Inaugurated in 2012, the d47 Museum holds exhibitions on each of Japan’s 47 prefectures. Starting in March and until June, it will hold an exhibition on Ehime Prefecture. D47 staff traveled across Ehime Prefecture for two months in order to learn more about the land’s unique design and cuisine. Their findings have been collected in a special issue of their d design travel magazine solely dedicated to Ehime. The magazine will be sold throughout Japan on April 3rd. At the nearby d47 cafeteria, a special Ehime set meal featuring the prefecture’s famous produce will be sold for the duration of the exhibition.

Dates: March 6 - June 1, 2020 

Time: 11:00 am - 8:00 pm (last admission at 7:30pm)

Price: Free

Location: d47 MUSEUM


Clementine, tea, fish sashimi bowl and miso soup

3. Nakameguro Cherry Blossom Illuminations 2020

Another flower-viewing contender is Nakameguro. During cherry blossom season, both sides of the Meguro River are covered by large tufts of cherry blossoms that seemingly arch over the river. After a stroll along the river, head for Nakameguro Koukashita, a newly developed area under the train tracks that hosts trendy bars and stores including the chic Nakameguro Tsutaya Books.

Dates: March 24 - April 10 (dates may change depending on when the trees bloom)

Time: 5:00 pm - 9:00 pm

Price: Free

Location: Along the Meguro River from the Saikachibashi Bridge to the Nambubashi Bridge


Meguro River Cherry Blossoms at Night

4. Special Exhibition WASHOKU Nature and Culture in Japanese Cuisine

As part of the Japan Expo 2020 which aims to share Japan’s art with the world, this exhibition will present the evolution of Japanese cuisine from traditional washoku cuisine to yoshoku western inspired cuisine that developed during the Meiji period. Samples, exhibits and interactive images will illustrate Japan’s rich culinary history.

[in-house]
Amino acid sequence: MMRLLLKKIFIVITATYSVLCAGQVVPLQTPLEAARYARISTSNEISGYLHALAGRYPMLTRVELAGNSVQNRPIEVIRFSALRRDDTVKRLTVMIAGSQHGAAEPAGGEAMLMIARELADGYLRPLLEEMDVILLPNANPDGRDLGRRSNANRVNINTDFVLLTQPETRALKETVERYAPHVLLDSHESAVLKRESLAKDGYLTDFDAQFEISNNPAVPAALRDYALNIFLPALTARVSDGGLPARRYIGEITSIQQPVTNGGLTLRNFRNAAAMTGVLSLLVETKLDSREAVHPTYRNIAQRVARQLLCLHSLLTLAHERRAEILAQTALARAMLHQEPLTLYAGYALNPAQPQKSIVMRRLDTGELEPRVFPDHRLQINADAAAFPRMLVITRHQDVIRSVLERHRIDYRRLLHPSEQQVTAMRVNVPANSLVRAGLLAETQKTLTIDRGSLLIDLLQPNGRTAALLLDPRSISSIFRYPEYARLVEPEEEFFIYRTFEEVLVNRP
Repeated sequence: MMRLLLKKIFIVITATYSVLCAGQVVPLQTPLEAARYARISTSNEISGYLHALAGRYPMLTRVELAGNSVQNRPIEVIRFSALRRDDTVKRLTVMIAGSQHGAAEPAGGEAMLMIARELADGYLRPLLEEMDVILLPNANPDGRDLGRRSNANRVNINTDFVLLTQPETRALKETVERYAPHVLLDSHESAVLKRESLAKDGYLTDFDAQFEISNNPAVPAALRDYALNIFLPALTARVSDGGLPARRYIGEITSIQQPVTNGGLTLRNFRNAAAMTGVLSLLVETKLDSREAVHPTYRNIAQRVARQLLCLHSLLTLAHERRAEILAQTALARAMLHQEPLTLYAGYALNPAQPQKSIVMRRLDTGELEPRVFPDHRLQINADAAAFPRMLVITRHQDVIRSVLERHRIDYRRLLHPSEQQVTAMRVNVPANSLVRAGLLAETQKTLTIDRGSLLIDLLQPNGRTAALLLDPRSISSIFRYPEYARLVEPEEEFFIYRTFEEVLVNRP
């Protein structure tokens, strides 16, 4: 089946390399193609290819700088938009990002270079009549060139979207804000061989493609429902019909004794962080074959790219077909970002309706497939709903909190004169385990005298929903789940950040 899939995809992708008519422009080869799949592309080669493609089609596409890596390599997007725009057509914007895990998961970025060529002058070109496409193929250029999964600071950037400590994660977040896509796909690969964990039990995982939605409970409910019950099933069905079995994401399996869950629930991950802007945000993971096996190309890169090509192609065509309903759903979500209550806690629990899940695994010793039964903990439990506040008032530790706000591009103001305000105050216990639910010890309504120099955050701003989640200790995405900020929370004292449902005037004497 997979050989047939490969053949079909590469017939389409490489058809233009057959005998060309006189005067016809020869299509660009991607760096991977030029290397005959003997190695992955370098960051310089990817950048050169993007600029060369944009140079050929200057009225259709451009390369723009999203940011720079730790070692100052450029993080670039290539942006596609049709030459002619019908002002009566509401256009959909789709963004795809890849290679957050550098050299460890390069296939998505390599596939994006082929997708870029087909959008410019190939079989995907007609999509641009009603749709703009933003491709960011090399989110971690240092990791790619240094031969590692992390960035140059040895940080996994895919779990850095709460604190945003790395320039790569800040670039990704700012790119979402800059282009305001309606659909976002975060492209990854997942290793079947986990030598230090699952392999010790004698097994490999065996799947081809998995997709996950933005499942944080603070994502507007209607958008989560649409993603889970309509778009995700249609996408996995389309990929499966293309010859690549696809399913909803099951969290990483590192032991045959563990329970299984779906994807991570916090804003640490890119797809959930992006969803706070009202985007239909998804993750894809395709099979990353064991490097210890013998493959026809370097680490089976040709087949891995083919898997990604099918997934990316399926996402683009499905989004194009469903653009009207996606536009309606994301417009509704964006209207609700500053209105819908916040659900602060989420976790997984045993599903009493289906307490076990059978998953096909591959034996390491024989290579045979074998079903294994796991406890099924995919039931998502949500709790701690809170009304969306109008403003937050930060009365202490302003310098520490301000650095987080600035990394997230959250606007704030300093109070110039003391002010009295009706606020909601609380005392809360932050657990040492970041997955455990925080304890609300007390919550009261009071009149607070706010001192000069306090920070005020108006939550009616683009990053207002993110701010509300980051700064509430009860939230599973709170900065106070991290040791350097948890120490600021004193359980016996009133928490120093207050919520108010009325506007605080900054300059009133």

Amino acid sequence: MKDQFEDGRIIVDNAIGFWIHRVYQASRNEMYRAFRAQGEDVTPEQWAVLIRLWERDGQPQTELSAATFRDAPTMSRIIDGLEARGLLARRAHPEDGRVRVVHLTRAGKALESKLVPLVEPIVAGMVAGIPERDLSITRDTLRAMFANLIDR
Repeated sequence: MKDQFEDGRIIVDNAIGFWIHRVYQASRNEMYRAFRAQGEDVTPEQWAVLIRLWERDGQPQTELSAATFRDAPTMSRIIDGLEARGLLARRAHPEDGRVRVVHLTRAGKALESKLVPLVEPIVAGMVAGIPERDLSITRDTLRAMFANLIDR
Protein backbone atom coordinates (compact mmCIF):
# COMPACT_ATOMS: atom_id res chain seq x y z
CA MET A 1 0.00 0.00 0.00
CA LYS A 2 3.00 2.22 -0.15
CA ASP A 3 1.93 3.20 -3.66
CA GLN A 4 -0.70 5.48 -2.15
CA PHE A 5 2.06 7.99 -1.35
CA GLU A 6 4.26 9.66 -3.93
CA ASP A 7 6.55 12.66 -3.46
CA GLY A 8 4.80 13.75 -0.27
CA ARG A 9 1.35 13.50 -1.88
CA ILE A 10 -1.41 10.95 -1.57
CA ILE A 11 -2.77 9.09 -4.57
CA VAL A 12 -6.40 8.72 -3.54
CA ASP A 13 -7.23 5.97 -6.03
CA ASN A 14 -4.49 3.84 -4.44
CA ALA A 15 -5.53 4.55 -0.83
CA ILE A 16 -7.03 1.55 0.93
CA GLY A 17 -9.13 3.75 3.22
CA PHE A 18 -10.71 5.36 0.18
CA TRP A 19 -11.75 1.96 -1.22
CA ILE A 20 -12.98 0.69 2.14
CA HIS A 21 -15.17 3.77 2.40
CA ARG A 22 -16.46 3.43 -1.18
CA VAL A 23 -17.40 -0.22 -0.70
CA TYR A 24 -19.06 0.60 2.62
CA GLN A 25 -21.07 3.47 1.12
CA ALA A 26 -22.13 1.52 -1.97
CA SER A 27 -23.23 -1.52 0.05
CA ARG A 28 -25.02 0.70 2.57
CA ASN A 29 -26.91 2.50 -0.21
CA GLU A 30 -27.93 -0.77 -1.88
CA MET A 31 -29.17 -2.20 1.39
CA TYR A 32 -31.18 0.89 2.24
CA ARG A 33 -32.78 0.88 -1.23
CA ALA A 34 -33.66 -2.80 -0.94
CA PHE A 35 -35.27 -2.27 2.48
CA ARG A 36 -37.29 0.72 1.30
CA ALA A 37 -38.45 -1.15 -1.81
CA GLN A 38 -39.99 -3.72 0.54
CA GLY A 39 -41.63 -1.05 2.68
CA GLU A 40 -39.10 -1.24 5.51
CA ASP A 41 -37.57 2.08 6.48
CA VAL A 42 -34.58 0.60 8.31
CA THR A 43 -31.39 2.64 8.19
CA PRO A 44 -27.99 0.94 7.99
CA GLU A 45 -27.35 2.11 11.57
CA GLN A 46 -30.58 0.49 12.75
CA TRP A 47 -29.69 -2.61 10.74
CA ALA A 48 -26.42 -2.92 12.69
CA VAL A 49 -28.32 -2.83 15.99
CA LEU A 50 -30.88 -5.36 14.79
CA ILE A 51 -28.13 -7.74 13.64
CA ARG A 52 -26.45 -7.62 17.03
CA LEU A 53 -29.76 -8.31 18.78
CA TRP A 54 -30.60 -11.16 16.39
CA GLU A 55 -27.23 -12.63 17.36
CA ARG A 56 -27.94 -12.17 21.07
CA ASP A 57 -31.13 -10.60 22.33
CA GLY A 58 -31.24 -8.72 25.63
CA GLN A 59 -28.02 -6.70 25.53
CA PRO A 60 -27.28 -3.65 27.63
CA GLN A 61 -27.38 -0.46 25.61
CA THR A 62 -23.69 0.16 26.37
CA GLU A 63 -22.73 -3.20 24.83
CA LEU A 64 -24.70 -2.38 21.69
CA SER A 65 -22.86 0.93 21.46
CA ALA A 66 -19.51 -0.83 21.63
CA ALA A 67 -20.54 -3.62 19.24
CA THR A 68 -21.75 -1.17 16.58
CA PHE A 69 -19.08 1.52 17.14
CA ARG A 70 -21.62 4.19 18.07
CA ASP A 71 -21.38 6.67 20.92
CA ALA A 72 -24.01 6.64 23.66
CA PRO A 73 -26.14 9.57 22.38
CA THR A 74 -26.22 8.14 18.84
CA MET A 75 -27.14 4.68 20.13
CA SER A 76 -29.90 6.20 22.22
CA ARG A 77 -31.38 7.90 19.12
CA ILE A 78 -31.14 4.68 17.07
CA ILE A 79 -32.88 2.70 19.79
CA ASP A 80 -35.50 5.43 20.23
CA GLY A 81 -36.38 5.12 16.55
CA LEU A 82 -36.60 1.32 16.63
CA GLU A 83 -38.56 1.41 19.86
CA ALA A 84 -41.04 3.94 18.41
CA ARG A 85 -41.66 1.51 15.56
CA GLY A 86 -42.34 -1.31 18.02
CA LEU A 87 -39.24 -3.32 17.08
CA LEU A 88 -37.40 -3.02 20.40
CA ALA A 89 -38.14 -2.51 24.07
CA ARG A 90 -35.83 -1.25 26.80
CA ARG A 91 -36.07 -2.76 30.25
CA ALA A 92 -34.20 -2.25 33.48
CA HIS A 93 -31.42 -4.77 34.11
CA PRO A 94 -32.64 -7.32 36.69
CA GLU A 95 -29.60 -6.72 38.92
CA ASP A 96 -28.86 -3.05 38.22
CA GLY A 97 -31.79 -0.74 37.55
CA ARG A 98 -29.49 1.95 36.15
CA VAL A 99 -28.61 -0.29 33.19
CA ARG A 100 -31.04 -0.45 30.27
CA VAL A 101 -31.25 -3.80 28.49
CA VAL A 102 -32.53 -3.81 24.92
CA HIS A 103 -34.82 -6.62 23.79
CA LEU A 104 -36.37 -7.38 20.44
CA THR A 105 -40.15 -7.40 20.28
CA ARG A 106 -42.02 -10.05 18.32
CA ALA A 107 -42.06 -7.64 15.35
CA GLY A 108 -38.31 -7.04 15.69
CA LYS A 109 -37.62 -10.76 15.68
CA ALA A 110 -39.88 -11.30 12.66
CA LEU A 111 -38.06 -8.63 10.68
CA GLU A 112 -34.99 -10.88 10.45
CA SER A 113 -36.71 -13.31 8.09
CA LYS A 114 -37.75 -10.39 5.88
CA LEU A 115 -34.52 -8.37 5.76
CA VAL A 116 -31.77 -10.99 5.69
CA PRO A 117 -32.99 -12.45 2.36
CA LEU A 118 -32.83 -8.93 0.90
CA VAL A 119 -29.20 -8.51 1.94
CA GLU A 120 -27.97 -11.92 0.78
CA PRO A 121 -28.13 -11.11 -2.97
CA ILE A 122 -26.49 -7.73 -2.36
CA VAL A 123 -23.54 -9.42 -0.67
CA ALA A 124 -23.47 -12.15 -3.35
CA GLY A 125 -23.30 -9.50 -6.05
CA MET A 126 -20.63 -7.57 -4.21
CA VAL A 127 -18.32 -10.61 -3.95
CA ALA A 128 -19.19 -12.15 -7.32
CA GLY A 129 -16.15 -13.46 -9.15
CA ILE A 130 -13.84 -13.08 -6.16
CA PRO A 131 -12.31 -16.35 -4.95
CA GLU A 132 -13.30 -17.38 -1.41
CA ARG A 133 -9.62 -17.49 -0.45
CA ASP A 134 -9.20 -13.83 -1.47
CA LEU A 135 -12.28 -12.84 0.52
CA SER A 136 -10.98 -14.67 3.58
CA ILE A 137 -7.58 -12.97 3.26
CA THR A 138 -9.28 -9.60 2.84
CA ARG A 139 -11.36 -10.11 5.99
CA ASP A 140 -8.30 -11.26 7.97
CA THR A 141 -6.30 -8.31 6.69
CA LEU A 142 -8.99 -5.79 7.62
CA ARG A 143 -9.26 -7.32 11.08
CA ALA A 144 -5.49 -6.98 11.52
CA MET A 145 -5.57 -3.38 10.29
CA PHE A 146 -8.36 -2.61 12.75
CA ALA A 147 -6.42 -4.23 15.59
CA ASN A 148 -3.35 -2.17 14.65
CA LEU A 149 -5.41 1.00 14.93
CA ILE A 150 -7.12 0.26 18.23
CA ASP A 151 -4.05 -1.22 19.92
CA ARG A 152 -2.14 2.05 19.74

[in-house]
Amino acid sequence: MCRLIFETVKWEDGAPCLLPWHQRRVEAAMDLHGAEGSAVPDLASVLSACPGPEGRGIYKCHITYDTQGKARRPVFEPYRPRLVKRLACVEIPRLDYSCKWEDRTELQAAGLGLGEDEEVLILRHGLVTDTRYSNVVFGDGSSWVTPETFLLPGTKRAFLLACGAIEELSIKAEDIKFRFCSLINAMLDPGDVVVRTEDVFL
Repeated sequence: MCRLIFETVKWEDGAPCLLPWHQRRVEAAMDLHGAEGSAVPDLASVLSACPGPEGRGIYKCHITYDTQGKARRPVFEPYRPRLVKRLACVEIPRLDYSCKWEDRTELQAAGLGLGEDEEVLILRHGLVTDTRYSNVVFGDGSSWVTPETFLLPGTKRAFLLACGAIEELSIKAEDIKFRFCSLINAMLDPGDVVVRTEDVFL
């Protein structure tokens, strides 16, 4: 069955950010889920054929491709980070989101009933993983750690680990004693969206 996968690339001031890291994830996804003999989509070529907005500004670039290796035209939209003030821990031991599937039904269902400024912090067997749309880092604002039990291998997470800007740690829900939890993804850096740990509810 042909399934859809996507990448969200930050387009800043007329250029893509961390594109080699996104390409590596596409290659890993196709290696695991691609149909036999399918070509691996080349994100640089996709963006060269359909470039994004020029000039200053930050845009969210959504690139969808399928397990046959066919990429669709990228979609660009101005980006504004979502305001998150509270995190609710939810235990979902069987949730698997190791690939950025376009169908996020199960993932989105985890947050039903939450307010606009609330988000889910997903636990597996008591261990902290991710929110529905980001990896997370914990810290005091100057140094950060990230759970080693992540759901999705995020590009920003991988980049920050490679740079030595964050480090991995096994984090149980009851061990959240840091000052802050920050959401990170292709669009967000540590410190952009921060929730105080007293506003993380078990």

Dates: Saturday, March 14 – Sunday, June 14, 2020

Time: 9:00am - 5:00 pm (Last entry 30 minutes before closing)

  • ※Open until 8:00 pm on Fridays and Saturdays and April 26-29, May 3-5; open until 6:00 on April 27-28 and 30, and May 6
  • ※Closed on Thursday May 7th and Tuesday May 19th, and most Mondays (except March 30, April 27, May 4 & 18, and June 8)
  • ※The dates and times of opening are subject to change.


  • Adult/University Students: 1700 on the day of the exhibition, 1500 ordinary advance purchase
  • Schoolchildren (primary through senior high): 600 on the day of the exhibition, 500 ordinary advance purchase

Location: National Museum of Nature and Science in Ueno Park


Promotional image for Washoku exhibition - Special Exhibition WASHOKU Nature and Culture in Japanese Cuisine

5. 27th Annual Nihonbashi Bridge Spring Festival

This festival marks the 108th birthday of the Nihonbashi Bridge. This important monument is the starting point of Japan’s national road system as it houses an “origin marker." On the day of the event, the bridge will be closed to circulation and shops and community organizations will sell goods and food.

Dates: April 5, 2020

Time: 10:00 am - 3:00 pm 

Price: Free

Location: Area around Nihonbashi Bridge


Side View of Nihonbashi Bridge

6. Tokyo Coffee Festival

For two days in Mid-April, the Tokyo Coffee Festival takes place at United Nations University. An international city is chosen as the festival's guest city. Brewers from the guest city serve their signature blends and artists from the city are in charge of the festival’s music. Last year, Portland Oregon was the guest of honor. Who will it be this year?